At Tent Cinema’s first ever six-day Cinematography workshop, begin with the basics of photography: types of lenses, focus length, shutter speed, exposure, white balance, aperture, aspect ratio and then explore the aesthetics of composing a frame by understanding depth of field, the rule of thirds, the role of symmetric, asymmetric, static and dynamic compositions in creating meaning, and how to light a frame.
An introduction to the beginnings of cinematographer will come next. The workshop director, will take students through the various developments in film technology over the years, and explain the recent transition from film stock to digital.
Students will learn how to operate and use the various cameras in the market at the greatest potential. They will learn how to light indoor and outdoor scenes for night and day, the intricacies of composing the various shots in a given scene, and witness a shoot on the last day of the workshop. Since the workshop is conducted over two weekends, students will have time to shoot their own footage and have it analyzed by the rest of the group in class.
Cinematography is editing at the first level. In composing a frame, a DP is choosing what to edit out of the frame, and what should remain. Learn to create your own image. Be a cinematographer. Begin at Tent Cinema.
What exactly does a cinematographer do?
What type of LIGHTS?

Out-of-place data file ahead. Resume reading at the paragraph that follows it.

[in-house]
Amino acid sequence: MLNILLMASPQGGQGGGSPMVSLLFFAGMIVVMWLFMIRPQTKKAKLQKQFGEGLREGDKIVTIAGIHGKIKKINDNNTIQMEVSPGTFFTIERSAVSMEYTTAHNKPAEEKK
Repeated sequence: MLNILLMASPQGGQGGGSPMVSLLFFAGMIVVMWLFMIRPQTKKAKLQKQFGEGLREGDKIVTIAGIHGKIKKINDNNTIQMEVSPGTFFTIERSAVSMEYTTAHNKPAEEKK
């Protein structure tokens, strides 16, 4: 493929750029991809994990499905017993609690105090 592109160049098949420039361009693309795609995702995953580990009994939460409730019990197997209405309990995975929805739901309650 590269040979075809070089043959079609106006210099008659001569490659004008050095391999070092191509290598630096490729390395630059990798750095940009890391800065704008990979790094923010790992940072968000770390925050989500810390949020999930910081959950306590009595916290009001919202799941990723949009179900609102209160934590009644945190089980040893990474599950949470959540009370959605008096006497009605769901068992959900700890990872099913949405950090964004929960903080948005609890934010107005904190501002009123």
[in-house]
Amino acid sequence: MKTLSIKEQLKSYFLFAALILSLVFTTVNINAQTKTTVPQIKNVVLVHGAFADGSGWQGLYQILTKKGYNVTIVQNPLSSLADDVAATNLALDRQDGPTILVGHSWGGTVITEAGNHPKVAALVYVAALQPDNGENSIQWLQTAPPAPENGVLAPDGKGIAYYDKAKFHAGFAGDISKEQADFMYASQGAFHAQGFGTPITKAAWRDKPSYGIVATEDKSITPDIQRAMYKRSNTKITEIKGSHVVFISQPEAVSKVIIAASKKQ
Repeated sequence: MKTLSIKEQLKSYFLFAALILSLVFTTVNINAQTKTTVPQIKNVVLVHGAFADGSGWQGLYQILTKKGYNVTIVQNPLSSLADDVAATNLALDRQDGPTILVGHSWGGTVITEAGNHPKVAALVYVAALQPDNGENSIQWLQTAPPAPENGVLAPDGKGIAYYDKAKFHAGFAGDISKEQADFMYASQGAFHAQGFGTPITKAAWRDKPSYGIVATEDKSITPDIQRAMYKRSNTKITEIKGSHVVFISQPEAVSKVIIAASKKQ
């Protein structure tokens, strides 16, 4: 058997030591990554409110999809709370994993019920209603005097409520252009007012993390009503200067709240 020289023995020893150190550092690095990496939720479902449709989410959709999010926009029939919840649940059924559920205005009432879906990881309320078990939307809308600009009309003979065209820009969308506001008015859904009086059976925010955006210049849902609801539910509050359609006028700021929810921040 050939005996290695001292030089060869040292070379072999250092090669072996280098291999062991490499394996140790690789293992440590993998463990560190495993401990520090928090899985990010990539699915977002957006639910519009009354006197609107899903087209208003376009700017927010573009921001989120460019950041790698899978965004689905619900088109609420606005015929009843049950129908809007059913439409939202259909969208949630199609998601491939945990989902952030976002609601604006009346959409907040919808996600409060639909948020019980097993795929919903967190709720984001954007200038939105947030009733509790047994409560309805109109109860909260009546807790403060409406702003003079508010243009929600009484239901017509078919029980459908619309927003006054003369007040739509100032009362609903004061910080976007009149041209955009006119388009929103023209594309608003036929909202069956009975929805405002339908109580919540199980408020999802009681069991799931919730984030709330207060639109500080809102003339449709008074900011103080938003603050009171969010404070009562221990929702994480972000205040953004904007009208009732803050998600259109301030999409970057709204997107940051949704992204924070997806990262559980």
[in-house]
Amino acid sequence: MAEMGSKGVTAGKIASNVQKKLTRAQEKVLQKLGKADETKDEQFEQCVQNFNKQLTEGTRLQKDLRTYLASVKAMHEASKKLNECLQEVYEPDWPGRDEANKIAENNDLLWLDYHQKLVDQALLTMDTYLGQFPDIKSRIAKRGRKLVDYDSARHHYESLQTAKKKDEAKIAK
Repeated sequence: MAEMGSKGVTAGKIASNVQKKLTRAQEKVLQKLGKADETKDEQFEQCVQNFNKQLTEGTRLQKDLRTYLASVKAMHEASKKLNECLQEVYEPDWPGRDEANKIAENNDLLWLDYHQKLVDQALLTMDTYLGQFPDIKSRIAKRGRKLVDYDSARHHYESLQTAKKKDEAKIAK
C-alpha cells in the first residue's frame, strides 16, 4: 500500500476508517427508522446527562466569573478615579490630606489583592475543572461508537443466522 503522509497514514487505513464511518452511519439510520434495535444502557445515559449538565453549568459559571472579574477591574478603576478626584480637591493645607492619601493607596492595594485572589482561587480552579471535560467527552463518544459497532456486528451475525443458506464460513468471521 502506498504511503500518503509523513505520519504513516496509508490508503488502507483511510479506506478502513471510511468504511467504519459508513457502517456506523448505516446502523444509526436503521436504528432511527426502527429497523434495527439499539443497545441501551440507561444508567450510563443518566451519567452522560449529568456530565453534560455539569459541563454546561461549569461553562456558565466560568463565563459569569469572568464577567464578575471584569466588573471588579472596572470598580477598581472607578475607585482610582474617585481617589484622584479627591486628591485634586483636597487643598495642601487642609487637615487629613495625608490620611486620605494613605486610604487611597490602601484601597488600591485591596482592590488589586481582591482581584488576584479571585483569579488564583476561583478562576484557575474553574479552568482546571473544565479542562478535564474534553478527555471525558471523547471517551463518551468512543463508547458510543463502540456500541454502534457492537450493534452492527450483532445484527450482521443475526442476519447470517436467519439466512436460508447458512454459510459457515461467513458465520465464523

LOOK and FEEL?
These are just some of the questions cinematographers have to deal with, and usually they don’t ‘t make these decisions alone. The Director is still the “creative tyrant” who has to oversee and approve of any aspect of the production.
But on a set, Director and Cinematographer are like husband-wife.
Movies are not plays.
The power of cinematography consists of –
- Evoking emotions of delight, sadness, humor, and fear through the mastery of a cinematic syntax that has been developed for more than a century.
- Shot sizes, angles, and movements are the heart of an exceptional camerawork, which, combined with a lighting crafted to enhance emotions, form the essence of cinematography.
The director of photography is often called a painter, and canvas is the screen.
His/Her “Brush” are the actors, the lights, the location, the set, the props, etc.
These are the elements the DP can control to create each and every shot.
Cinematography ranks among one of the most complex and challenging facets of filmmaking, when everything gets hectic.
Not only does the cinematographer has the biggest crew on set, but also has to be in continuous communication with the director in order to make sure that they are all on the same page in regards to how the film will look.